leyte landing and the promise of one man

macarthur park

long story short, he promised to return. and he did. the rest is history.

i wish i could feign expertise on the war between the americans and the japanese on this side of the philippine soil but the truth is, four years of history lessons became just that — history.

i do remember the famous parting words.

“i shall return,” was it not? although i don’t know if he said it calmly or excitedly so i am kind of torn right now between punctuating the sentence with a period or with an exclamation point. whatever it is, it doesn’t matter anymore because general douglas macarthur, together with his 225,000 boys and 600 ships defeated the japanese imperial army and liberated the philippines in what we may now consider as a very good example of the power of a flash mob. minus the dancing, of course.

i’m trying to make this part of history light because if i won’t, i’ll probably start getting emotional over the fact that my own grandfather suffered under the hands of the japanese sometime within the 3 years of their occupation. they tied his hands behind his back and then hung him backwards for, i don’t know, days? while it didn’t exactly tear off his arms from his shoulders, his lungs and his spirit suffered permanently after that. what made the brutal scenario worse was that it was his fellow filipinos who executed the torture. those who, out of fear or selfish survival, submitted themselves as the enemy’s friends.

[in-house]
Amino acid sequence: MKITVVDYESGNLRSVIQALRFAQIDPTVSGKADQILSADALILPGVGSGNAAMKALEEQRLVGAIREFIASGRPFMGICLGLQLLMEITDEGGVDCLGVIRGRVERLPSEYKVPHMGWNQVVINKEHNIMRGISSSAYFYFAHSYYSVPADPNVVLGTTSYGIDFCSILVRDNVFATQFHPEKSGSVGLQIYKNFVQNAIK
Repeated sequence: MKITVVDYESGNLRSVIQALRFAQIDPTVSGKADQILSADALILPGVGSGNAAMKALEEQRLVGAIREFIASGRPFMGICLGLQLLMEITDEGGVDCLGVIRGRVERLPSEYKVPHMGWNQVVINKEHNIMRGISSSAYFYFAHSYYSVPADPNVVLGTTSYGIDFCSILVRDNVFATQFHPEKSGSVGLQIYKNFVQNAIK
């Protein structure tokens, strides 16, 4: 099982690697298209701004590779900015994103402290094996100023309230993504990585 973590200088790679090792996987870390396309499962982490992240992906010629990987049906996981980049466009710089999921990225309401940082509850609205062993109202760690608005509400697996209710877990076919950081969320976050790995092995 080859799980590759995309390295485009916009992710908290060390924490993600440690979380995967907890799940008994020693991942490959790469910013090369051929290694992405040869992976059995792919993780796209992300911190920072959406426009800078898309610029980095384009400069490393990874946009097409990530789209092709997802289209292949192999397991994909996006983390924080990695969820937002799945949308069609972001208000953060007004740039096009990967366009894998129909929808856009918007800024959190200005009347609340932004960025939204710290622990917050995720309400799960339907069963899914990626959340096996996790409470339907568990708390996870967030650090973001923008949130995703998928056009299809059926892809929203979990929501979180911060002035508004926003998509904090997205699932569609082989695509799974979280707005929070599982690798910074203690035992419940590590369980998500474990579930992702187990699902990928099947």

wars are senseless things. all these people dying or suffering while those in higher ranks sip their coffee in peace.

macarthur park

so, yeah, true to his word, macarthur did return on october 20, 1944. thus, the leyte landing memorial park, which imelda marcos developed. it was named “imelda park” for a while but they changed the name to what it is now. (personally, i think “macarthur park” sounds more appropriate.)

anyhow, i’m not exactly high on facts right now so if you want to learn more about leyte’s war, this site would be able to help you. i know, because it helped me too.

macarthur park

another thing i also wouldn’t be able to help you with is how a bronze cast of macarthur’s footprints got in there.

macarthur park

although i can tell you right here right now that those statues were larger than life! they were huge! i don’t know if people normally wade through the pool to get to the statues but i’m glad we did because the water was comfortably warm.

just as i’m glad i didn’t slip because the floor was quite mossy and there were quite a lot of visitors on that saturday afternoon to “secretly” make a spectacle of myself.

macarthur park

guess whose dream of seeing the macarthur statue came true on this day? you should’ve seen aj’s face. he looked like he was about to lose his mind with the surreality of standing right there on the very spot whose pictures he only saw in the textbooks. gayle and i couldn’t help but lose ourselves in a giggling fit.

but seriously, j, i know the feeling. that’s what i felt walking along san juanico bridge too. =)

3 thoughts on “leyte landing and the promise of one man

  1. We have a friend (a blogger as well) named Leylan; yes, that is the name in his birth certificate. For years, he always wondered why his parents gave him such a weird but unique name. Then one day, realization came upon him when he noticed the date of his birthday…..

    1. hahahahaha! that’s funny! but at least leylan isn’t such a bad name. i mean, it could’ve been worse. and you know how some filipino parents like to combine names and some of them end up in tragedy.

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